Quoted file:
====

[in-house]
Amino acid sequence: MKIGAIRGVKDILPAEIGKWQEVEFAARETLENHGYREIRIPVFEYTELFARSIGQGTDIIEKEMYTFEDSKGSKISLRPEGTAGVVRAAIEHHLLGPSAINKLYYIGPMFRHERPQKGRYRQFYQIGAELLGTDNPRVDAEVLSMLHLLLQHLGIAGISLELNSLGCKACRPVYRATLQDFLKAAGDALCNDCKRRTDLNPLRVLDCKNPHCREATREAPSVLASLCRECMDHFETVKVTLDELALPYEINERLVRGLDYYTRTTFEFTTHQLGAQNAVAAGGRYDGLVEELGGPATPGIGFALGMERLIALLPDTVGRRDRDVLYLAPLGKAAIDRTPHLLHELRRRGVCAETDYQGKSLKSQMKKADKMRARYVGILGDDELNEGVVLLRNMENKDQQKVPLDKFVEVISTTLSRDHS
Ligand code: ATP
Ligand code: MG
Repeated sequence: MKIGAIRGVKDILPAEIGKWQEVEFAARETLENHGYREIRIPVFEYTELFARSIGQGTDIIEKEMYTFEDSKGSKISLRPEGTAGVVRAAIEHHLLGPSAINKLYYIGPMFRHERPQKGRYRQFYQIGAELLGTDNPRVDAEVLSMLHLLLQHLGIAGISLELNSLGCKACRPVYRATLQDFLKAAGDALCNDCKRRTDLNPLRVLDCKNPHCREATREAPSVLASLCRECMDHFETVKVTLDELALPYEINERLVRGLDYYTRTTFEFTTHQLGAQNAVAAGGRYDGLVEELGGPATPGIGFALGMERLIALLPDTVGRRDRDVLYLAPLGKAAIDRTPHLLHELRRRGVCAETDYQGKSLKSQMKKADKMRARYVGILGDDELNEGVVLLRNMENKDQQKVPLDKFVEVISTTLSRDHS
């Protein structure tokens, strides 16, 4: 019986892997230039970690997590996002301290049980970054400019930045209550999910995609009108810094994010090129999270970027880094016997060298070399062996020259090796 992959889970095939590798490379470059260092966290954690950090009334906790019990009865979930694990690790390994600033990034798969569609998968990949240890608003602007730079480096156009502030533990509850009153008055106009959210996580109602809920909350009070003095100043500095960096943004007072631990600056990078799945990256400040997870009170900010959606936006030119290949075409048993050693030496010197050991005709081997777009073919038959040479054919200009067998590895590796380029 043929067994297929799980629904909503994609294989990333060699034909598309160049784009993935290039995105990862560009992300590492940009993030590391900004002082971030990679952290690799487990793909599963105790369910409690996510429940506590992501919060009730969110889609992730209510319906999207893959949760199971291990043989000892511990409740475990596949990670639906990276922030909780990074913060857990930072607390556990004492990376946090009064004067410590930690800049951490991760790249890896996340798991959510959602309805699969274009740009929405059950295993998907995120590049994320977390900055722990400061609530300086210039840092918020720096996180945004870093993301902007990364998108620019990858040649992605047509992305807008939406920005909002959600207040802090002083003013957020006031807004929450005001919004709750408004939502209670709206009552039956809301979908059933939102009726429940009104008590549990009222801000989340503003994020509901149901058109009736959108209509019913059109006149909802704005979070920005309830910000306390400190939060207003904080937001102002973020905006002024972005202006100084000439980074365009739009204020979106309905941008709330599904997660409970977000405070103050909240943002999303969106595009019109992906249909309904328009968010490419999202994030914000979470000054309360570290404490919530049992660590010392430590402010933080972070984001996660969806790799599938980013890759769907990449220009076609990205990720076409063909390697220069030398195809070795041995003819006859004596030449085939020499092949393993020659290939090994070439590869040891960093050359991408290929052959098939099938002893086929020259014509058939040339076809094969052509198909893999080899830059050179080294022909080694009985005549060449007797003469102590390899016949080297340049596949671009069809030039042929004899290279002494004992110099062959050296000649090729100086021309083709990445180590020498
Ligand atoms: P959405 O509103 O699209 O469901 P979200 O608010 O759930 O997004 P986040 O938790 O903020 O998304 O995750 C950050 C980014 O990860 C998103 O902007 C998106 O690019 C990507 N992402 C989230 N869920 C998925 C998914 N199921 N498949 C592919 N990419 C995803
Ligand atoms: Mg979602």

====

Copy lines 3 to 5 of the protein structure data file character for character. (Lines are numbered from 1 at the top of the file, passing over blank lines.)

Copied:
Ligand code: ATP
Ligand code: MG
Repeated sequence: MKIGAIRGVKDILPAEIGKWQEVEFAARETLENHGYREIRIPVFEYTELFARSIGQGTDIIEKEMYTFEDSKGSKISLRPEGTAGVVRAAIEHHLLGPSAINKLYYIGPMFRHERPQKGRYRQFYQIGAELLGTDNPRVDAEVLSMLHLLLQHLGIAGISLELNSLGCKACRPVYRATLQDFLKAAGDALCNDCKRRTDLNPLRVLDCKNPHCREATREAPSVLASLCRECMDHFETVKVTLDELALPYEINERLVRGLDYYTRTTFEFTTHQLGAQNAVAAGGRYDGLVEELGGPATPGIGFALGMERLIALLPDTVGRRDRDVLYLAPLGKAAIDRTPHLLHELRRRGVCAETDYQGKSLKSQMKKADKMRARYVGILGDDELNEGVVLLRNMENKDQQKVPLDKFVEVISTTLSRDHS